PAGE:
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Long & Foster Real Estate v. Smith

United States District Court, D. New Jersey

September 13, 2017

LONG & FOSTER REAL ESTATE, Plaintiff,
v.
ED SMITH, Defendant.

          Michael S. Greenblatt Greenblatt & Lieberman, LLC On behalf of Plaintiff

          Ed Smith Pro Se Defendant

          MEMORANDUM OPINION AND ORDER

          NOEL L. HILLMAN, U.S.D.J.

         This matter having come before the Court by way of Defendant's application to proceed in forma pauperis (“IFP application”) [1-2] in this action submitted on September 5, 2017 as an exhibit to Defendant's Notice of Removal [1] submitted to the Court on the same date; and

         The Court recognizing that when a non-prisoner seeks permission to file a Notice of Removal in forma pauperis under 28 U.S.C. § 1915, [1] the Prison Litigation Reform Act (“PLRA”) requires the person[2] to submit an application that includes a statement of all assets and that the person is unable to pay such fees or give security, see 28 U.S.C. § 1915(a); and The Court recognizing that the decision to grant or deny an IFP application is based solely on the economic eligibility of the petitioner, see Sinwell v. Shapp, 536 F.2d 15, 19 (3d Cir. 1976); and

         The Court having reviewed Defendant's IFP application, and Defendant having signed the application declaring under penalty of perjury that he is unable to pay the costs of these proceedings; and

         Accordingly, based on this information, the Court hereby grants Defendant's application to proceed in forma pauperis in this case and directs the Clerk to file the Notice of Removal in this action; and

         The Court noting that under the PLRA the Court, prior to docketing or as soon as practicable after docketing, must also review the Notice of Removal in a civil action in which a defendant is proceeding in forma pauperis. See 28 U.S.C. § 1915(e)(2)(B). The PLRA requires the Court to sua sponte dismiss any claim if the Court determines that it is frivolous, malicious, fails to state a claim on which relief may be granted, or seeks monetary relief from a defendant who is immune from such relief. Id.; and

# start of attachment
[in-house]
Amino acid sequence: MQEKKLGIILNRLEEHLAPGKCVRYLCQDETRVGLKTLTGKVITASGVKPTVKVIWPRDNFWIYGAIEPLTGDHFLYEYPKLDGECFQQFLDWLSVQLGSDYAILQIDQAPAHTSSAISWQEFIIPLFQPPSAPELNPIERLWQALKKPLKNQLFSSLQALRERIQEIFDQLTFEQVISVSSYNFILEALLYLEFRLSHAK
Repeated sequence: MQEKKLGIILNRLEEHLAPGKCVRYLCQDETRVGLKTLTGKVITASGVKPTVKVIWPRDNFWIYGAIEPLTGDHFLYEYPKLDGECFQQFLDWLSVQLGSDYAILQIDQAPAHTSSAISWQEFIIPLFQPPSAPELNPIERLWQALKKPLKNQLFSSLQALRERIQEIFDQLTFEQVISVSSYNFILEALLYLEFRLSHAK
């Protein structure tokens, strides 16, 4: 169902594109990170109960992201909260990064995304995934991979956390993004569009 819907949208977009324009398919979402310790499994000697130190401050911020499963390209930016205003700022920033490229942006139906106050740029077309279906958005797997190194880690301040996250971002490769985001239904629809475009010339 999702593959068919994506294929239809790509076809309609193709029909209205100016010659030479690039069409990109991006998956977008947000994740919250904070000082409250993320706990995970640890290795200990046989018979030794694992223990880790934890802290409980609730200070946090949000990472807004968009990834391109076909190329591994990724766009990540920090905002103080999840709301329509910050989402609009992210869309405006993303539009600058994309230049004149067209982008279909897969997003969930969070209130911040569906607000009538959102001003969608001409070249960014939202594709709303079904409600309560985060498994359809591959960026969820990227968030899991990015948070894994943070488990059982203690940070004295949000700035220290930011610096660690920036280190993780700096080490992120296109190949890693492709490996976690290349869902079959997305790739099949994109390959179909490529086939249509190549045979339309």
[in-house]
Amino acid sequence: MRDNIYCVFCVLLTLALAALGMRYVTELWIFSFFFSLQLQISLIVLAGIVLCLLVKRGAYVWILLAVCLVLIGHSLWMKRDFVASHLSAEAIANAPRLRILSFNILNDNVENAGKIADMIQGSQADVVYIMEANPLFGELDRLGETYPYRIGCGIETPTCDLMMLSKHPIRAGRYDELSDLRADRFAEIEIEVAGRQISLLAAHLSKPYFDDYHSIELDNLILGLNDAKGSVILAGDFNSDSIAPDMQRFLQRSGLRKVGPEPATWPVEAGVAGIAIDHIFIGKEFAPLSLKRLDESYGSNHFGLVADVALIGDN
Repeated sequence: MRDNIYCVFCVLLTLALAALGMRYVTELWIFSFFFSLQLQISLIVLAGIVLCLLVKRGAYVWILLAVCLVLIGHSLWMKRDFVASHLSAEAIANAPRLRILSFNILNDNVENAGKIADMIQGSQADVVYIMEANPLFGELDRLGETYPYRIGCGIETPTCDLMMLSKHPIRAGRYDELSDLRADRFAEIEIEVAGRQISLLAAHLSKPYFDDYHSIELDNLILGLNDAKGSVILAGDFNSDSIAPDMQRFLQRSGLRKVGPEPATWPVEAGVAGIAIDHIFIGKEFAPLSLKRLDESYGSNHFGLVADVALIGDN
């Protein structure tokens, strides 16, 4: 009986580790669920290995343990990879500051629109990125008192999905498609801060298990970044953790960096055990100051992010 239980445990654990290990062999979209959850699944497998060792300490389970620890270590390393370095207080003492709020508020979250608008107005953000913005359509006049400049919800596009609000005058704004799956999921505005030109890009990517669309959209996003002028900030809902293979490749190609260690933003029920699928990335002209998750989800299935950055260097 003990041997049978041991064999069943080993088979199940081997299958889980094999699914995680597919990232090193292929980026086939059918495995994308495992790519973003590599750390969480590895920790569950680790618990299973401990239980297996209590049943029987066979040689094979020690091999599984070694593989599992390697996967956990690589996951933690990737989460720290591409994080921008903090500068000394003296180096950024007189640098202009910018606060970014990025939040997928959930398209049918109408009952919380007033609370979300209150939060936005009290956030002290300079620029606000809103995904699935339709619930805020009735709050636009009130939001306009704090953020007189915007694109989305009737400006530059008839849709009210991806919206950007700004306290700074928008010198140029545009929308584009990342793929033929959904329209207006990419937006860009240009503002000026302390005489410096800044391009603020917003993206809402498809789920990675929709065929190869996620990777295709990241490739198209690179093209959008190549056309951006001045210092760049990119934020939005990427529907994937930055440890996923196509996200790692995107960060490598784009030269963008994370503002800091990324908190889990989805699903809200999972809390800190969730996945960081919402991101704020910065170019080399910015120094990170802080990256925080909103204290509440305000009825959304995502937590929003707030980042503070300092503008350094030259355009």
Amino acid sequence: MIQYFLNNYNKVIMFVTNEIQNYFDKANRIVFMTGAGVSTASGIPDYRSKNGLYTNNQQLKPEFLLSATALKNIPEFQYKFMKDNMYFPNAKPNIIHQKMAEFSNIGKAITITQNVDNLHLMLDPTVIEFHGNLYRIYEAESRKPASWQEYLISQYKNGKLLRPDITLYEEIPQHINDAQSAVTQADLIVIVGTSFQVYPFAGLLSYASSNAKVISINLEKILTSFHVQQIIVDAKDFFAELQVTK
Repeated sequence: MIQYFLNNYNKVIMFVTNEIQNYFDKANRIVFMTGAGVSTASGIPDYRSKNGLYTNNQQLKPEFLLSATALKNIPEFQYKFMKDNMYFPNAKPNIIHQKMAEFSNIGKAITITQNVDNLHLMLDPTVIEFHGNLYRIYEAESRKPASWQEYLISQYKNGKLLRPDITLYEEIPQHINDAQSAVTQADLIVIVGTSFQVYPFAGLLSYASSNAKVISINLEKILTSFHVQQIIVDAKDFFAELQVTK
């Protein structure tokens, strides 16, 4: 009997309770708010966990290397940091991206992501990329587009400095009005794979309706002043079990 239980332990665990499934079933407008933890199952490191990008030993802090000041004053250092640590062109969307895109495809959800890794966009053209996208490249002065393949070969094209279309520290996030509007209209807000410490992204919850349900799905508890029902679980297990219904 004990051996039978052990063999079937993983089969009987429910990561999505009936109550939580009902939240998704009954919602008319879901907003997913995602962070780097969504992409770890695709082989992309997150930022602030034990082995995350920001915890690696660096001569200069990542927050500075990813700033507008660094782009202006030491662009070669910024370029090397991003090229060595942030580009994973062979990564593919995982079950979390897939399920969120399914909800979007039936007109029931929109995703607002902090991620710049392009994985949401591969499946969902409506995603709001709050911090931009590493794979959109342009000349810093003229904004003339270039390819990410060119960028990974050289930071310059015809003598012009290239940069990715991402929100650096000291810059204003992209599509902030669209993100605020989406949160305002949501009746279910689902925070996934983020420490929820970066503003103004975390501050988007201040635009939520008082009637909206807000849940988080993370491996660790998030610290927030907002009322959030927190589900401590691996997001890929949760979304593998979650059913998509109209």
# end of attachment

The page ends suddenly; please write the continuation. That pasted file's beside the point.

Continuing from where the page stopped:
The Court further noting that a “document filed pro se is ‘to be liberally construed, ' . . . and ‘a pro se complaint, however inartfully pleaded, must be held to less stringent standards than formal pleadings drafted by lawyers, '” Erickson v. Pardus, 551 U.S. 89, 94 (2007) (citations omitted); see also Haines v. Kerner, 404 U.S. 519, 520 (1972); and

         The Court recognizing that federal courts also have an independent obligation to address issues of subject matter jurisdiction sua sponte and may do so at any stage of the litigation, see Adamczewski v. Emerson Elec. Co., No. 10-4862, 2011 WL 1045162, at *1 (D.N.J. Mar. 22, 2011) (citing Meritcare Inc. v. St. Paul Mercury Ins. Co., 166 F.3d 214, 217 (3d Cir. 1999), overruled on other grounds by Exxon Mobil Corp. v. Allapattah Svcs., Inc., 545 U.S. 546 (2005)); see also Zambelli Fireworks Mfg. Co. v. Wood, 592 F.3d 412, 418 (3d Cir. 2010) (“Federal courts are courts of limited jurisdiction, and when there is a question as to our authority to hear a dispute, ‘it is incumbent upon the courts to resolve such doubts, one way or the other, before proceeding to a disposition on the merits.'” (citing Carlsberg Res. Corp. v. Cambria Sav. & Loan Ass'n, 554 F.2d 1254, 1256 (3d Cir. 1977))); and

         The Court noting that “[t]he removal statute, 28 U.S.C. § 1441, generally keys removal jurisdiction to original jurisdiction” PAAC v. Rizzo, 502 F.2d 306, 313 (3d Cir. 1974); and

         The Court noting that “[f]ederal courts are courts of limited jurisdiction” which “possess only that power authorized by Constitution and statute.” Kokkonen v. Guardian Life Ins. Co. of Am., 511 U.S. 375, 377 (1994); and

         The Court noting that “[o]ne category of cases over which the district courts have original jurisdiction are ‘federal question' cases; that is, those cases ‘arising under the Constitution, laws, or treaties of the United States.'” Metro. Life Ins. Co. v. Taylor, 481 U.S. 58 (1987) (quoting 28 U.S.C. § 1331); and

         The Court noting that where “removal is predicated upon the assertion of a federal question, . . . the federal question must appear as an essential element of the plaintiff's ...


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